Kumijo in Aikido and Jodo

Both Jodo and Aikido have two-person jo kata, called kumijo in Aikido.

For jodo, I found this clip from Jean-Pierre Reniez, acting as uke for Matsumara Sensei:

This is is called the Shinto Muso Ryu school of Jodo:

They don’t kiai so much as kind of emit a low controlled angry scream/yell of several seconds, like a challenged, angry tomcat backed into a corner.  This is a little different from the kiai I’m used to in Aikido, which is briefer and louder.

Here is another one from Kenji Matsui explaining jodo moves “as fixed by the All Japan Kendo Federation in 2003″:

There is a comment in the 2nd Youtube above that “Matsumura and Matsui was both taught from Shimizu and Otofuji sensei”.

From Jodo and bayonet training, we get Aiki-Jo.  O Sensei studied Jo and also learned bayonet techniques (jukendo) studied during the war.  The consensus seems to be that the Aiki Jo techniques are actually designed to fit a WW1 era rifle with a bayonet


and that the Shinden Muso Ryu jodo grip and stance is quite different and would not fit a rifle with a bayonet; and that Saito Sensei was the one to write down and codify Aiki Jo as we know it now, leaving aside variants by Chiba and Nishio Sensei.  Here is a clip of O Sensei defending against wooden rifles::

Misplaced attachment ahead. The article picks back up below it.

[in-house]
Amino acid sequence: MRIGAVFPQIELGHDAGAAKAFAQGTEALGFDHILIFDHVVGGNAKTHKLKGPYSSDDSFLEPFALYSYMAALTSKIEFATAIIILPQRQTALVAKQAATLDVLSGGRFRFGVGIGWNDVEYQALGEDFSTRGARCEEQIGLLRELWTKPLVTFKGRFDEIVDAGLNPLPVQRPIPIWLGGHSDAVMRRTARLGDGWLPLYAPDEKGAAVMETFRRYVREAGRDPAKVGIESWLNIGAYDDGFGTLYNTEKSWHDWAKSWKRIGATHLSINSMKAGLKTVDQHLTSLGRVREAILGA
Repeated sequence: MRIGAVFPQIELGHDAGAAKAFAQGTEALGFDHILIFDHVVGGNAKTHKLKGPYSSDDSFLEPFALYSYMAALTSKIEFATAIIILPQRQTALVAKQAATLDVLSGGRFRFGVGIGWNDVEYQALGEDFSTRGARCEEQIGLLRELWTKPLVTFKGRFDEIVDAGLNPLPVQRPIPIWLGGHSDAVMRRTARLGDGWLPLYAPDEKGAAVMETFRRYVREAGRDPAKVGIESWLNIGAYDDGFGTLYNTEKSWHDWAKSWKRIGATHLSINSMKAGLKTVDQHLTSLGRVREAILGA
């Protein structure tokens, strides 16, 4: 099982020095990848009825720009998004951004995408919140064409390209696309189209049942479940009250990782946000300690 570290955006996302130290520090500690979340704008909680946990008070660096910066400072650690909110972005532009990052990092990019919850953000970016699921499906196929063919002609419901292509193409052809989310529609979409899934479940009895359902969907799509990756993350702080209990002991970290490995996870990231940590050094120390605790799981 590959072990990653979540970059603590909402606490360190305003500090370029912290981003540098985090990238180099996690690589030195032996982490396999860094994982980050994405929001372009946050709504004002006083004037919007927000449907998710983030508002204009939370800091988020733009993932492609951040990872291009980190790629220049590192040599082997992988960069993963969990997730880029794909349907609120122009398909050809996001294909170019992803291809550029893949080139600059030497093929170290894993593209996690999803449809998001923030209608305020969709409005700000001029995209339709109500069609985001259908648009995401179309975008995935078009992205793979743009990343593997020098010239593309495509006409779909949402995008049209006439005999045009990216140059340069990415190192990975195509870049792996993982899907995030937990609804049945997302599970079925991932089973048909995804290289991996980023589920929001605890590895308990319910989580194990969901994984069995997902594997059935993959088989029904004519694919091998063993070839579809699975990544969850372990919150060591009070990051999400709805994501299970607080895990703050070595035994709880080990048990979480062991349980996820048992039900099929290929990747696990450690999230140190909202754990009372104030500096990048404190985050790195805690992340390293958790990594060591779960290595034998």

Here are Saito Kumijo clips showing Kumijo 1 through 10:

About that computer with 150 IQ


I read the short Rand paper on Delphi Method by Olaf Helmer from 1967. Summary of Olaf’s version:

  1. Create a model for a real-world problem, decoupled from the actual problem, but with the same moving parts
  2. Ask experts to interact on the model and then individually opine on the outcome
  3. Go through some iterations of voting, maybe you’ll get one consensus opinion, or maybe two
  4. Weight the votes based on prior demonstrated competence of the individual experts in similar questions

Helmer gives an example of forecasting when a computer would achieve an IQ score of 150. Based on Delphi method, the median expectation in 1967 was 1990, with an upper bound of 2000.  I did some Googling on this topic, and the basic answer is: hasn’t happened yet. There was a Swedish professor who made the claim in 2012:

However not much as been heard in the news from him since then.  He does, however, have some very interesting papers on his website.

It turns out that Chinese at Microsoft are the closest to actually getting that done. Interestingly, in both the Swedish Professor case and Microsoft, they use Amazon Mechanical Turk performance as their benchmark in terms of “beating humans” at the test:

In thinking about measuring artificial intelligence, we must be careful in this regard not to fall into the Watson trap identified by Roger Schank:

although Roger has his critics: